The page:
The natural forest was beautiful as was the temple. The walkway through the forest had a mystical feel to it, with the sun shining through the canopy in rays and the large twisted vines creeping up the trees. The temple shrines in amongst the forest gave it a slight Indiana Jones or Tomb Raider feel. Their were also some entertaining young monkeys who were jumping off some branches of a tree into a pond and then running up the branches again to jump back in. It was a hot day and I think they were feeling it too. We also took some photos of a couple of older monkeys licking the walls of the temple which was interesting and confusing.

That was all the activity we did for the day, which did turn out to be a lot of walking around.

Jo was feeling crappy still but was willing to start exploring further afield, so we hired a scooter and headed for the rice terraces in the surrounding farming area. The drive out was stunning as we made our way up and down small hillsides and in amongst the rice paddies. However when we arrived at the Terraces, and the rain subsided, we forgot all about the ride because our breath was taken away by what stood in front of us. The terraces are stunning and make for some epic photos. The crazy part was that they had to make all these terraces at some point and they sure as nuts didn’t use a tractor or earth mover. It was incredible. Oh yes and a lot of bamboo structures, water catcher, boom gate, fences amongst other things, had wooden dicks attached. Yes you read right, the one thing we started to notice on Bali was that they liked to make wooden dicks that they sold on key chains or huge ones that I don’t have a clue what you would do with. They were attached to random structures in all sorts of places. I think it had to do with the god of fertility, or atleast I know it had something to do with Fertility. It was weird.

I hope the photos give a reasonable idea of how beautiful this place was.

That evening I picked up my new Glasses!!!!!!!


Dinner was an amazing mixed grill and some chicken sate.

River Rafting was the activity of the following day. We were given our life jackets and a paddle to carry whilst we walked for about 30 minutes to the edge of the river. There were 7 of us including the guide. We were briefed and then thrown down the river… It was not actually that intense but it was a ton of fun. The guide kept slapping the water with his paddle and shouting crocodile, which got a bit old but otherwise he was reasonably entertaining. The GoPro kept fogging up because the water was so much colder than the outside air, so not too many great videos or photos were taken. I did manage to ruin every ones final photo, which the rafting company takes from the side of the river, by pulling the most ridiculous faces… It was worth it!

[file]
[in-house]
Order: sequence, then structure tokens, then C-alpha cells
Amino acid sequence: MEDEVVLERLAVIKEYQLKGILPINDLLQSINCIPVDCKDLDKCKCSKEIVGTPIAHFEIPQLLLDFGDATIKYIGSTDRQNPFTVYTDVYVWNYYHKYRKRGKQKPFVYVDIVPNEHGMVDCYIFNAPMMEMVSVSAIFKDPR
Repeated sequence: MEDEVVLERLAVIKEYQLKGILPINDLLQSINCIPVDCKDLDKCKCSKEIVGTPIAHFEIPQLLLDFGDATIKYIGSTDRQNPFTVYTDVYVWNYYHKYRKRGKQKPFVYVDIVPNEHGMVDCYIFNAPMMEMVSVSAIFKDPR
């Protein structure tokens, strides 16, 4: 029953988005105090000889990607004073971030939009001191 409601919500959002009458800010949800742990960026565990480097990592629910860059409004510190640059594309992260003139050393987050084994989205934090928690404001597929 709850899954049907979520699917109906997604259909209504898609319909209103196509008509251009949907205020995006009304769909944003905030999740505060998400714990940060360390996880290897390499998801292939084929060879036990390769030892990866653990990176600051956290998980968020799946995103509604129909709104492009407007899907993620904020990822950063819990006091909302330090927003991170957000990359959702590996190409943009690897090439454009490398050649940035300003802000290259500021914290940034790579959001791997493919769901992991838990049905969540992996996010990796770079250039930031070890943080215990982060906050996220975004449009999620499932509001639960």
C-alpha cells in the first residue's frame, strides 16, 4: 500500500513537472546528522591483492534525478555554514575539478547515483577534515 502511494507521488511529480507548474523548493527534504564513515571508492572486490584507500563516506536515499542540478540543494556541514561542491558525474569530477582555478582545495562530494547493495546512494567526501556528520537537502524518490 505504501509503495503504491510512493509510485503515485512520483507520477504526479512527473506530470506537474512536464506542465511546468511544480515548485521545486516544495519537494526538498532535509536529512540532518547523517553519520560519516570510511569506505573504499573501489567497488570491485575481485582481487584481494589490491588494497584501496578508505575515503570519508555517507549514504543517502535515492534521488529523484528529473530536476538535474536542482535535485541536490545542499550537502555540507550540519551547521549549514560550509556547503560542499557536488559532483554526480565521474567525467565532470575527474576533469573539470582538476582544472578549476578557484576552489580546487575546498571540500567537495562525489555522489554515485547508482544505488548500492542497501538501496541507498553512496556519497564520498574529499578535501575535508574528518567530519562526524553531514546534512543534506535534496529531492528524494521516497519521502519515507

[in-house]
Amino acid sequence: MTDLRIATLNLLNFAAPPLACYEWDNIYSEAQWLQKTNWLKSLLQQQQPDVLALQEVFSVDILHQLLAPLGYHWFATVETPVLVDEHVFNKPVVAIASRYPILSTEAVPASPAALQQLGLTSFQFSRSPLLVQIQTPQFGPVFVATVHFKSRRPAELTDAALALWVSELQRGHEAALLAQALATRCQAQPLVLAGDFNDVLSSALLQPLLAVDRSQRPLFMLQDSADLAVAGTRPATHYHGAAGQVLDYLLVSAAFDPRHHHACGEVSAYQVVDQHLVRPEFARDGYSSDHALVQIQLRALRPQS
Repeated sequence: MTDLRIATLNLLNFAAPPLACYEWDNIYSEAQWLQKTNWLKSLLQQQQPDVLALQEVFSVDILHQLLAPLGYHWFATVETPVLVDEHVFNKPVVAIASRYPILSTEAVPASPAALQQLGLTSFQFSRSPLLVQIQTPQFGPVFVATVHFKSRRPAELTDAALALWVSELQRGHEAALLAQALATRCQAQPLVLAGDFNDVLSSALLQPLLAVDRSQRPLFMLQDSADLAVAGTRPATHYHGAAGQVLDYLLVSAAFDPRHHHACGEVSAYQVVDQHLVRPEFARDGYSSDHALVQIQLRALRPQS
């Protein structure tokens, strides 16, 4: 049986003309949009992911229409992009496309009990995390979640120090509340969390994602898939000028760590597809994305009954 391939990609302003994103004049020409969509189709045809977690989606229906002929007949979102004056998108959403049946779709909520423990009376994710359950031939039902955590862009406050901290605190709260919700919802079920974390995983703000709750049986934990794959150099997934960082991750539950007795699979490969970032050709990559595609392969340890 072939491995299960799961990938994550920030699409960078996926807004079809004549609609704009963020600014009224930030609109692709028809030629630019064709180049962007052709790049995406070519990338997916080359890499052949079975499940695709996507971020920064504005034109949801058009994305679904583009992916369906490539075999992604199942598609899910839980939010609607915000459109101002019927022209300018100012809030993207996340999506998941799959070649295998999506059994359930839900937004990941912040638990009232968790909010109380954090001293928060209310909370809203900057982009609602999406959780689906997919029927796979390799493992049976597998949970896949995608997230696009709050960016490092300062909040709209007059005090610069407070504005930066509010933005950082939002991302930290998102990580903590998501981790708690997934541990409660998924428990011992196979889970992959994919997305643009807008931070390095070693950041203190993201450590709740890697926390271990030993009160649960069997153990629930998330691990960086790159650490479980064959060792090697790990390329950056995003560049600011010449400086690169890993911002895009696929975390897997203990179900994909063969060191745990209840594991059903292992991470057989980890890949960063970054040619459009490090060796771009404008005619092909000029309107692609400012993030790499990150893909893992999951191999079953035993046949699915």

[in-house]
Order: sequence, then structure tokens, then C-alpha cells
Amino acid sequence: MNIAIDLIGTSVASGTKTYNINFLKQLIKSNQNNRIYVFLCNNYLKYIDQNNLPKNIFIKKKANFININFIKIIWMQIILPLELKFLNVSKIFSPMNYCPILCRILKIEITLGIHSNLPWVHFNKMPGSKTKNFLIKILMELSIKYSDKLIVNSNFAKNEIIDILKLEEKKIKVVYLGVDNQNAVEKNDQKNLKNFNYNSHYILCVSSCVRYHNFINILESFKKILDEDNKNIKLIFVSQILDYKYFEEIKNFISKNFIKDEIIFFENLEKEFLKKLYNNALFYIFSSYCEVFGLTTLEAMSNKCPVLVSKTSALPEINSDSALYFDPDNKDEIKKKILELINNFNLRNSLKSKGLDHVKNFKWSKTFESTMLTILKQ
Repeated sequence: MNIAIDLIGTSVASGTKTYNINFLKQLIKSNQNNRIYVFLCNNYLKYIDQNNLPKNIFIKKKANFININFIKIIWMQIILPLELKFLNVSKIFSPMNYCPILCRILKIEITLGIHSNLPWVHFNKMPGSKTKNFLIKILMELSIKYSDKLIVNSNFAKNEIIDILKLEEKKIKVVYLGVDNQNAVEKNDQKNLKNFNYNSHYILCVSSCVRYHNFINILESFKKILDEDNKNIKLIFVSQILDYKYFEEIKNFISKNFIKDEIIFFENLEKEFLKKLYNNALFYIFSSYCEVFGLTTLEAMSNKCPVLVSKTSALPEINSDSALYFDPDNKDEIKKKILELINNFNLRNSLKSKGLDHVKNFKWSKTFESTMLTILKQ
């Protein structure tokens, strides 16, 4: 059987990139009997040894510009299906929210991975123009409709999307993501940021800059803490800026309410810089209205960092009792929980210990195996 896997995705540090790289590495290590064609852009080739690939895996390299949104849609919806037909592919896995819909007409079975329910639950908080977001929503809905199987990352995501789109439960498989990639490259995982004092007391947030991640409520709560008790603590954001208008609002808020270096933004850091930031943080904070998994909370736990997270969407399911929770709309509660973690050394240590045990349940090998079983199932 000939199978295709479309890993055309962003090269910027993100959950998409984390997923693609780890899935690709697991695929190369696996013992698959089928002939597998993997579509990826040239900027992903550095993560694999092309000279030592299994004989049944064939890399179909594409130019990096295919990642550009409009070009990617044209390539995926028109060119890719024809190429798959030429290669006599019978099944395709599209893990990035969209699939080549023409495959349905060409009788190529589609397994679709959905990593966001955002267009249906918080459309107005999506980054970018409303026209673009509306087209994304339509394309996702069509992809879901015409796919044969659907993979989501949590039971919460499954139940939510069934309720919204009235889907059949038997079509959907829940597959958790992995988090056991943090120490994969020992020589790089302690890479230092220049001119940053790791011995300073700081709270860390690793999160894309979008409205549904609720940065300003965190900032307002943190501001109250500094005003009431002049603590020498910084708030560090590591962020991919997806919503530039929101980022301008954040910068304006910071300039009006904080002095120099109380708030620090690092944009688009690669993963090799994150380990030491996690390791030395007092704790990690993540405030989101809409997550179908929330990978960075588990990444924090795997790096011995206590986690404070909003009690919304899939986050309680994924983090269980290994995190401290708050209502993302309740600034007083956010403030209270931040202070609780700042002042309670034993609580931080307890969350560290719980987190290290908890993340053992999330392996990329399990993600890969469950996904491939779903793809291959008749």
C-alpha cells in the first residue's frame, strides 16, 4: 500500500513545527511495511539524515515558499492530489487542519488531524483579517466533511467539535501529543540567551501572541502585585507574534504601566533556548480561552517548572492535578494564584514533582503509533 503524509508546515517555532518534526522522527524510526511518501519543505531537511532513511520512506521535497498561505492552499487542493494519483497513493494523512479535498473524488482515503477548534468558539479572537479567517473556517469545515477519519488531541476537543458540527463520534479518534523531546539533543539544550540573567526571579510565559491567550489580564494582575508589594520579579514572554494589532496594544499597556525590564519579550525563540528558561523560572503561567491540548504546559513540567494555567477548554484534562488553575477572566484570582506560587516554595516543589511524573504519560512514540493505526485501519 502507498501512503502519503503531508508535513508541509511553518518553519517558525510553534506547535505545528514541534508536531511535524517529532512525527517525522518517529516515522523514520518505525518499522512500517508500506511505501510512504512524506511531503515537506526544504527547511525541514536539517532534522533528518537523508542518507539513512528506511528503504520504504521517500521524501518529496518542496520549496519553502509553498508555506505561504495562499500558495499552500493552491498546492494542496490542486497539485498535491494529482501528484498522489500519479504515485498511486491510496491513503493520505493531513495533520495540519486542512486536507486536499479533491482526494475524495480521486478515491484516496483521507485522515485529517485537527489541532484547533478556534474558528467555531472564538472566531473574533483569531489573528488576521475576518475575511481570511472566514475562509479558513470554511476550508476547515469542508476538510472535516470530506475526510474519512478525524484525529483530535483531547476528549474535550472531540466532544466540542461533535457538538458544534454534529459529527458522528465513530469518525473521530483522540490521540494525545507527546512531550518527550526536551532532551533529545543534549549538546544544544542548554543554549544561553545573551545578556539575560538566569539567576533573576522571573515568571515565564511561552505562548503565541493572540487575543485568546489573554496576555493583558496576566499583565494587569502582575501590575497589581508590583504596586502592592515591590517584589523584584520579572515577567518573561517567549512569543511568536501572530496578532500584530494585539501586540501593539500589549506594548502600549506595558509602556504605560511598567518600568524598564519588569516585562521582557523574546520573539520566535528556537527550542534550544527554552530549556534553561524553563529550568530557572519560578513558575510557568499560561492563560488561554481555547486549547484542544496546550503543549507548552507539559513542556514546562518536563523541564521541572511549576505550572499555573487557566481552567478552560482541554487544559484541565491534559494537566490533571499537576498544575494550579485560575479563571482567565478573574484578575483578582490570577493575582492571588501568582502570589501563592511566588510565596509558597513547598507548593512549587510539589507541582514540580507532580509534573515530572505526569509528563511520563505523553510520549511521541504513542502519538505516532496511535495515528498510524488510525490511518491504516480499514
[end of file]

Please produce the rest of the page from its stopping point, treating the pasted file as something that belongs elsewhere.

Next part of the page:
We called in early that night because we had a 2am wake up the next day. We were going to go do the Sunrise hike up the Batur volcano. The morning was difficult and even the strong coffee did not help to wake us up properly. We stopped in at a coffee shop which the tour company that we used owned, for breakfast and coffee at around 3:30am. The actual hike started at about 4:30 and once we started to walk we felt more awake. There were a shit-ton of people doing the same thing. The train of torch lights ran all the way from the bottom of the mountain to the top. It was quite a sight to see in itself. The walk was strenuous but we went at a slow pace due to the other million people doing the same thing. It was so so so worth it though, the sunrise was beautiful. The place we were sitting was a perfect place that allowed us to get some amazing views. It was chilly up in the mountain and we were lucky that we were both wearing long sleeve tops and long pants, others were not so lucky. Once the night had given way to the sun we could see the crater much better and there were tiny spots where steam could be seen coming out from the crater. All in all it was a beautiful morning and well worth the early wake up.

Once we were back in Ubud we packed up our bags and checked out. We were heading for the Twin Lakes, Tamblingan and Buyan, up in the highlands. Our planning was terrible and we had not made contact with Eko, our trusty driver, which made us feel bad about calling him up over the weekend and asking him to travel 2 hours to come pick us up and take us a further 3 hours away. We also checked and Uber was not available in Ubud, actually taxi drivers had made sure that the Uber drivers were not allowed in Ubud. We finally decided to take a knock and got a taxi, which firstly was way too pricey and then kept trying to make us stop for coffee and food at their pals coffee shops and restaurants which we did not entertain and just insisted that we go straight to our destination. After he dropped us off we decided that we would not make use of another taxi!

It was raining Cats, Dogs, Cows and even elephants when we arrived. We got completely drenched just from running 3m from the car to the reception building. The towns name was Wana Giri. and it was a very untouristic area with a very rural and local feel to it. We knew there were lakes right in front of the accommodation but the rain was so heavy we could not see them.